Asset Protection: LLCs vs. Irrevocable Trusts

We live in an economically volatile and litigious society. An unexpected lawsuit, or decline in business, can put people’s life savings at risk. Therefore, asset protection planning is of the utmost importance.

According to Massachusetts estate planning attorneys, two of the most common and effective asset protection mechanisms are the Limited Liability Company (LLC) and the Irrevocable Trust. But which one is right for you? Let’s take a look.

Limited Liability Company

Limited Liability Companies are creatures of statutory law. Think of them as Frankenstein’s Monster, patched together with elements of corporate, partnership, and tax law. Only Frankenstein is not a mad scientist, he’s your state’s legislature.

An LLC is an entity that is specifically authorized to provide a liability shield to its owners. So long as the event creating the liability occurs within the LLC, a judgment creditor will be unable to reach the personal (non-LLC) assets of the owner. For example, if you own a vacation home in an LLC, and someone is injured on the premises, then their recovery on the lawsuit would be limited to the assets of the LLC. They couldn’t recover against your bank account, or primary residence, because they’re outside of the LLC.

Furthermore, if the LLC owner is sued due to an event occurring outside of the LLC, then the judgment creditor cannot seize the LLC. For example, if you own a small business inside of an LLC, and you hit someone with your car, they can sue you, but they won’t be able to take your business away if they win.

Because of this protection against inside and outside liability, LLCs are best suited to protect assets that could potential be the source of a lawsuit. Specifically, they are great for holding investment real estate and operating businesses.

Irrevocable Trust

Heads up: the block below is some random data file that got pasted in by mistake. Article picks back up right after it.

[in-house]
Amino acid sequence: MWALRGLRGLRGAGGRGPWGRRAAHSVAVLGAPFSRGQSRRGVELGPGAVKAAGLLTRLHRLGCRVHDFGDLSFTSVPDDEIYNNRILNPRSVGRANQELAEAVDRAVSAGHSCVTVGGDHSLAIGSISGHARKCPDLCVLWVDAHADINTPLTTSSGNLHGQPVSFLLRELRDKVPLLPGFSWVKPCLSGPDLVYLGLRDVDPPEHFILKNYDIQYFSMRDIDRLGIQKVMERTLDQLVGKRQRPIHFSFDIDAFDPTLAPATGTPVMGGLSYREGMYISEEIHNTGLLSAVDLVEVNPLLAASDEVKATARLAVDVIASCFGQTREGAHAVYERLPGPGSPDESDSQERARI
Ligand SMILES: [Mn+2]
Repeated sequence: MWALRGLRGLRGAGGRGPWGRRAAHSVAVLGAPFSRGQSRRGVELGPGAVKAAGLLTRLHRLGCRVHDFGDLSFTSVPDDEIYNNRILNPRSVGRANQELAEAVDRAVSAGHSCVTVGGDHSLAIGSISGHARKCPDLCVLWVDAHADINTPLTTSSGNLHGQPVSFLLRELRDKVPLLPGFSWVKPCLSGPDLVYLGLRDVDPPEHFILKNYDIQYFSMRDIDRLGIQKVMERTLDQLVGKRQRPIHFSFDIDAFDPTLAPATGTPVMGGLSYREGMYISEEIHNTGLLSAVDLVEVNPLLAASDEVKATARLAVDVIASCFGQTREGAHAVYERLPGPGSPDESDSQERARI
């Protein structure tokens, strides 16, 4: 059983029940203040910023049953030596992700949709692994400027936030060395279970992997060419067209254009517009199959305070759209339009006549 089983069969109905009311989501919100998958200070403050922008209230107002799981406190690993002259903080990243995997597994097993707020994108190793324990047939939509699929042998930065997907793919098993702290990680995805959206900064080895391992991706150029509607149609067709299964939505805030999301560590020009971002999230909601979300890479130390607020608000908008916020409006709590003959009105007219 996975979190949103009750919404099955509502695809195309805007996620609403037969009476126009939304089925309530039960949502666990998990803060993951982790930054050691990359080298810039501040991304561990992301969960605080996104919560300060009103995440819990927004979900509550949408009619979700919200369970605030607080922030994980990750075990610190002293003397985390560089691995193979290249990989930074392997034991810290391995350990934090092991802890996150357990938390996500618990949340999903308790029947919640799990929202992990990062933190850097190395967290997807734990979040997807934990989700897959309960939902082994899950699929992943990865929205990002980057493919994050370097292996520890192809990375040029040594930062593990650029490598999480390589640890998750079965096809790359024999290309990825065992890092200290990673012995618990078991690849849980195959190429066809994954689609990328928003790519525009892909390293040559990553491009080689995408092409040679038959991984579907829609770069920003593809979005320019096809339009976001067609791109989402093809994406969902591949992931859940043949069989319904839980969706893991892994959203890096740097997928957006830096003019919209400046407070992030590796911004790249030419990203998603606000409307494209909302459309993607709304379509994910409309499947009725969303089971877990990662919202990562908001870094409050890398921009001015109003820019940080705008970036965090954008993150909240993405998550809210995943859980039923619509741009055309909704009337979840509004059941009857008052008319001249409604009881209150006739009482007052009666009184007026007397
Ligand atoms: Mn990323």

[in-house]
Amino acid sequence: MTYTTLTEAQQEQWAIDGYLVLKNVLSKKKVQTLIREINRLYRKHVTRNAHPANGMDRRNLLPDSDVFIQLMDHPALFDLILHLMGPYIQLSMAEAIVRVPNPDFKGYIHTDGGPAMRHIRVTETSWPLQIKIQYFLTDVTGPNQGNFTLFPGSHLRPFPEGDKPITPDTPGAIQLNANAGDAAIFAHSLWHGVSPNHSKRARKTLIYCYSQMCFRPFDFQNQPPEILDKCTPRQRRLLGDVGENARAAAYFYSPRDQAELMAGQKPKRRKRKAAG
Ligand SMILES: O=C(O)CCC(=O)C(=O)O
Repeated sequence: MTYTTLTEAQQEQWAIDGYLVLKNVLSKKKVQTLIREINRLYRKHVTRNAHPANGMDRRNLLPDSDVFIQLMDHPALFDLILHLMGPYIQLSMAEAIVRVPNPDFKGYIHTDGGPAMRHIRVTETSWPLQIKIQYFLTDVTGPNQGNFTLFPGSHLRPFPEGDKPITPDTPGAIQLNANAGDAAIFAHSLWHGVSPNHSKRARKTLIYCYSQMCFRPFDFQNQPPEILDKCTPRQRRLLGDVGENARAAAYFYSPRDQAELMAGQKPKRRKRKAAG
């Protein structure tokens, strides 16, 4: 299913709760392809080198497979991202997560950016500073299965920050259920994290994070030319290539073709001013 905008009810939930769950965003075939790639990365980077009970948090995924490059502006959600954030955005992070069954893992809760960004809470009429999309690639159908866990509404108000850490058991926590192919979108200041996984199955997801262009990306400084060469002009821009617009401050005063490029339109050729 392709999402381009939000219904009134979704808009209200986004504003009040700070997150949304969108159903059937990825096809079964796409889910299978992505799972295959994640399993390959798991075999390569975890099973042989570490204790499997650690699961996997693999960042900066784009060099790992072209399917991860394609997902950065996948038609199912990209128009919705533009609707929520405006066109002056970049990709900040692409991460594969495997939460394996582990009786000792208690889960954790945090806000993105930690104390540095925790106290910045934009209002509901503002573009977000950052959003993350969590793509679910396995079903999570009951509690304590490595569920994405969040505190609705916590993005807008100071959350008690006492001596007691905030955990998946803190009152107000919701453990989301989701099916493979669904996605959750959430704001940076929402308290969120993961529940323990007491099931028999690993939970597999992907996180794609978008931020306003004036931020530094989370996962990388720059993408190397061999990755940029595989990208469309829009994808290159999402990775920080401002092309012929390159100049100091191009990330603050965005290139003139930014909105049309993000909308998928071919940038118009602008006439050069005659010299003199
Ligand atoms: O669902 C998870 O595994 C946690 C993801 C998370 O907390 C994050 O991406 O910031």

Until recently LLCs have been creatures of common law. That means that they’ve evolved through the decisions of courts in England and the United States over several hundred years. Now however, states often supplement trust law with statutory schemes. For example, the Massachusetts Uniform Trust Code creates a framework for trust law in the Bay State. But to the extent that it is not all encompassing, the common law remains.

When a Grantor puts assets into a trust, they are no longer the owner. Instead, the Trustee becomes the legal owner, and he or she must manage the assets according to the terms of the trust. The terms of the trust typically designate beneficiaries, who are the beneficial owners of the trust.

The asset protection mechanism of an irrevocable trust is a function of control. It works like this: if the Grantor cannot take complete control of the assets in trust, then neither can their creditors. Revocable trusts provide no asset protection to the Grantor, because the Grantor can revoke the trust and take back the assets. However, the Grantor cannot take back the assets in an irrevocable trust, because it is irrevocable, so they are protected.

But what if the Grantor wants to control the trust assets?

The terms of the trust can reserve certain rights to the Grantor. Sometimes the Grantor can also serve as the Trustee. There are many types of irrevocable trusts, but it is usually possible for the Grantor to retain a moderate to high degree of control.

But what if the Grantor wants to benefit from the assets in the trust?

This depends on the distinction between principal and income. The primary assets owned by the trust are the principal, but the income that they generate is the income. For example, a bank account is principal, but the interest that it generates is income. Shares of stock are principal, but dividends are income. Real estate is principal, but the rent paid by tenants is income.

The golden rule of asset protection is that if you can get it, your creditors can too. Therefore, irrevocable asset protection trusts prohibit the Grantor from accessing the trust’s principal. Fortunately, a Grantor can retain the right to income, and creditors will still be unable to reach the underlying assets. In this scenario, the Trustee could reallocate the principal into assets designed to appreciate in value, rather than generate income. Then they could reallocate into income generating property once the asset protection threat has passed.

For these reasons, irrevocable trusts work well for income generating property, or primary residences for older clients.

Why not use both?

A sophisticated estate planner may recommend using both LLCs and irrevocable trusts. You could have an LLC for your business, and a trust for your investments; or an LLC for your vacation home, and a trust for your primary residence. Or, if you want to get really savvy, you could have a trust own an LLC, or an LLC serve as trustee of a trust, or both!

Whether your looking for some simple protection, or you want to create a veritable lasagna (multiple layers, get it?) of LLCs and trusts, the first step is to seek the advice of an attorney that specializes in this type of planning.

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